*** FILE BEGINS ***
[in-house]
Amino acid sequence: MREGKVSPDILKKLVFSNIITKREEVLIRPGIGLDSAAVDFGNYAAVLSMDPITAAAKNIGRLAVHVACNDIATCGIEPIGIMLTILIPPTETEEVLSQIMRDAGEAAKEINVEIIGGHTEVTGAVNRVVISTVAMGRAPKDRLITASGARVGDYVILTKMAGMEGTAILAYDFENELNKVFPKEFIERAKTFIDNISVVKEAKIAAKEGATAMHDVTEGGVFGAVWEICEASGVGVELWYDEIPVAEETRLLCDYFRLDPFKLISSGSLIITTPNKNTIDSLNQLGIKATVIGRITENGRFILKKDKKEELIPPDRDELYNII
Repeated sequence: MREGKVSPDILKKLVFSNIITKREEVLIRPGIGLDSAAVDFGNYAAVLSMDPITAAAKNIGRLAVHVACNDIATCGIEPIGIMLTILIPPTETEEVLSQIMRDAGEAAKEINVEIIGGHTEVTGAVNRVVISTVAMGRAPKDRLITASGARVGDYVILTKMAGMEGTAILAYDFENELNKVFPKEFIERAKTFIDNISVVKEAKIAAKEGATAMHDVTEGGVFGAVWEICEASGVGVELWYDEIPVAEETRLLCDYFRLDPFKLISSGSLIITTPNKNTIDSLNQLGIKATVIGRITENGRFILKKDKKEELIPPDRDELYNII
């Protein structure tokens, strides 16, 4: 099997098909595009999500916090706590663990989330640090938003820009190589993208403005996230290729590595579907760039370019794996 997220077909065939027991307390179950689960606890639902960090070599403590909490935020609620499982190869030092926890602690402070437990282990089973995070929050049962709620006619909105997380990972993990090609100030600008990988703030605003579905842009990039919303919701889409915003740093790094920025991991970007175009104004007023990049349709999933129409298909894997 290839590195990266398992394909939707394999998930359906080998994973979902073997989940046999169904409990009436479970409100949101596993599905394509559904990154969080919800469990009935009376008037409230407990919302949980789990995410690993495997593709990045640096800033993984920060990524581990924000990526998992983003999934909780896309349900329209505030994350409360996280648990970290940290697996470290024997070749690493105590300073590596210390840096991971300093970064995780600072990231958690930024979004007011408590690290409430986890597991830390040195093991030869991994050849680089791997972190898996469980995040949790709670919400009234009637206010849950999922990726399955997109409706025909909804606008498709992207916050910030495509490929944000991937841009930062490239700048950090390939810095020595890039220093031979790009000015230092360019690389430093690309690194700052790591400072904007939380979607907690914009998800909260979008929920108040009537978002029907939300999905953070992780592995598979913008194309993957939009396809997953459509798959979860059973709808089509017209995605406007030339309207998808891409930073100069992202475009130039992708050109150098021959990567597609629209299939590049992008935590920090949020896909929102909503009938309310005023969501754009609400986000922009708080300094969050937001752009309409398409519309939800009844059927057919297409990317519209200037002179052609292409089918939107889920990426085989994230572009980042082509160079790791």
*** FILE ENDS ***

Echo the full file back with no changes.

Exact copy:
[in-house]
Amino acid sequence: MREGKVSPDILKKLVFSNIITKREEVLIRPGIGLDSAAVDFGNYAAVLSMDPITAAAKNIGRLAVHVACNDIATCGIEPIGIMLTILIPPTETEEVLSQIMRDAGEAAKEINVEIIGGHTEVTGAVNRVVISTVAMGRAPKDRLITASGARVGDYVILTKMAGMEGTAILAYDFENELNKVFPKEFIERAKTFIDNISVVKEAKIAAKEGATAMHDVTEGGVFGAVWEICEASGVGVELWYDEIPVAEETRLLCDYFRLDPFKLISSGSLIITTPNKNTIDSLNQLGIKATVIGRITENGRFILKKDKKEELIPPDRDELYNII
Repeated sequence: MREGKVSPDILKKLVFSNIITKREEVLIRPGIGLDSAAVDFGNYAAVLSMDPITAAAKNIGRLAVHVACNDIATCGIEPIGIMLTILIPPTETEEVLSQIMRDAGEAAKEINVEIIGGHTEVTGAVNRVVISTVAMGRAPKDRLITASGARVGDYVILTKMAGMEGTAILAYDFENELNKVFPKEFIERAKTFIDNISVVKEAKIAAKEGATAMHDVTEGGVFGAVWEICEASGVGVELWYDEIPVAEETRLLCDYFRLDPFKLISSGSLIITTPNKNTIDSLNQLGIKATVIGRITENGRFILKKDKKEELIPPDRDELYNII
């Protein structure tokens, strides 16, 4: 099997098909595009999500916090706590663990989330640090938003820009190589993208403005996230290729590595579907760039370019794996 997220077909065939027991307390179950689960606890639902960090070599403590909490935020609620499982190869030092926890602690402070437990282990089973995070929050049962709620006619909105997380990972993990090609100030600008990988703030605003579905842009990039919303919701889409915003740093790094920025991991970007175009104004007023990049349709999933129409298909894997 290839590195990266398992394909939707394999998930359906080998994973979902073997989940046999169904409990009436479970409100949101596993599905394509559904990154969080919800469990009935009376008037409230407990919302949980789990995410690993495997593709990045640096800033993984920060990524581990924000990526998992983003999934909780896309349900329209505030994350409360996280648990970290940290697996470290024997070749690493105590300073590596210390840096991971300093970064995780600072990231958690930024979004007011408590690290409430986890597991830390040195093991030869991994050849680089791997972190898996469980995040949790709670919400009234009637206010849950999922990726399955997109409706025909909804606008498709992207916050910030495509490929944000991937841009930062490239700048950090390939810095020595890039220093031979790009000015230092360019690389430093690309690194700052790591400072904007939380979607907690914009998800909260979008929920108040009537978002029907939300999905953070992780592995598979913008194309993957939009396809997953459509798959979860059973709808089509017209995605406007030339309207998808891409930073100069992202475009130039992708050109150098021959990567597609629209299939590049992008935590920090949020896909929102909503009938309310005023969501754009609400986000922009708080300094969050937001752009309409398409519309939800009844059927057919297409990317519209200037002179052609292409089918939107889920990426085989994230572009980042082509160079790791």